Lujan/Quinata case now in jury's hands - KUAM.com-KUAM News: On Air. Online. On Demand.

Lujan/Quinata case now in jury's hands

Posted: Updated:

by Sabrina Salas Matanane

Guam - After more than three months of trial, a civil dispute between Umatac resident Debbie Quinata and Attorney David Lujan is finally in the hands of a jury.  Closing arguments and jury instructions were presented today. Jurors were asked to review the evidence presented in the case as well as recall the testimony of each of the witnesses. 

Lujan is suing Quinata alleging she and her husband blocked access to his property and encroached on his land without ever compensating him. Quinata filed a countersuit claiming emotional distress and medical problems as a direct result of Lujan's behavior.  Both are seeking monetary damages. 

Attorneys from both sides asked jurors to believe their client's testimony and review the evidence in the case. Deliberations will continue on Thursday. 

  • NEWS HEADLINESMore>>

  • Accused ATM skimmer didn't understand his rights, says defense

    Accused ATM skimmer didn't understand his rights, says defense

    Of all the Italian speakers on island, defense argues authorities used the wrong one. Public defender Rocky Kingree, in his filing earlier this week, resubmits his argument that his client, Nicola Marinelli, did not fully understand his rights when he repMore >>
    Of all the Italian speakers on island, defense argues authorities used the wrong one. Public defender Rocky Kingree, in his filing earlier this week, resubmits his argument that his client, Nicola Marinelli, did not fully understand his rights when he repMore >>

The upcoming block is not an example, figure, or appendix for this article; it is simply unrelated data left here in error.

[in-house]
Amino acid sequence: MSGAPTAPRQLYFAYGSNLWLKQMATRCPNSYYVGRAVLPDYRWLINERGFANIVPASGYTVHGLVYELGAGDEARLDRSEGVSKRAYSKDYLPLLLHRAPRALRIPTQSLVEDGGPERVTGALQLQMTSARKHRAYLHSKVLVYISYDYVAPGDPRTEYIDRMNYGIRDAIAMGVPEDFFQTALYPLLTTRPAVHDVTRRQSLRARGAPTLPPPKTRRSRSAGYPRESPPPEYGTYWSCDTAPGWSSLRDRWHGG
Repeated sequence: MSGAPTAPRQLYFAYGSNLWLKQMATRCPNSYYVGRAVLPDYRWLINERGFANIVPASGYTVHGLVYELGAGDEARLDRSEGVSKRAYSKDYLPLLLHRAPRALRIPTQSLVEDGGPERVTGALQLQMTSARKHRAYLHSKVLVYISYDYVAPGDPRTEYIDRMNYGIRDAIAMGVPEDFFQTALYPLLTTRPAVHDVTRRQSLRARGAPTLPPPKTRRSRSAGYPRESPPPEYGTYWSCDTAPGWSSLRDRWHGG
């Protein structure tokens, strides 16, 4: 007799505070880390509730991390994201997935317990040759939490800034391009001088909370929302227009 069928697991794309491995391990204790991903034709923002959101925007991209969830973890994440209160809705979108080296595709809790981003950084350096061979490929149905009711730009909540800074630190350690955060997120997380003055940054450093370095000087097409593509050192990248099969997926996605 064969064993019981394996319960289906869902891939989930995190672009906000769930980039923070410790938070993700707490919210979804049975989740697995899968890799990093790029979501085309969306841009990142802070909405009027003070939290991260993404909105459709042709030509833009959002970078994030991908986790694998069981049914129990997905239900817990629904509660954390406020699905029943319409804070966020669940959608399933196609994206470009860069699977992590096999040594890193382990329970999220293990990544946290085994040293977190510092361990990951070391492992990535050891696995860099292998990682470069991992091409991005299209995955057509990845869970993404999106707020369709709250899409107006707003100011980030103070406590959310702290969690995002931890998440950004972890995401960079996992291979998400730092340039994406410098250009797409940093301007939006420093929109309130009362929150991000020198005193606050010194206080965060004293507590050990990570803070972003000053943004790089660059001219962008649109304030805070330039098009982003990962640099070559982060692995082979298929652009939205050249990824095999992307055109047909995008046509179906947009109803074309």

• $2M in compact impact funding coming Guam's way

    $2M in compact impact funding coming Guam's way

    Guam will get another $2 million in compact impact funding. In a news release, the U.S. Interior department said the money can be used to help defray the educational impacts of migrants from the freely associated states. Guam and Hawaii were the most heavMore >>
    Guam will get another $2 million in compact impact funding. In a news release, the U.S. Interior department said the money can be used to help defray the educational impacts of migrants from the freely associated states. Guam and Hawaii were the most heavMore >>
  • One step closer to tuition-free trade school education

    One step closer to tuition-free trade school education

    The island is a step closer to tuition-free trade schools and colleges. The administration announced the awarding of a $1 million Department of Interior grant to fund education and training for 193 students on Guam who graduated in 2017 and 2018. The moneMore >>
    The island is a step closer to tuition-free trade schools and colleges. The administration announced the awarding of a $1 million Department of Interior grant to fund education and training for 193 students on Guam who graduated in 2017 and 2018. The moneMore >>
Powered by Frankly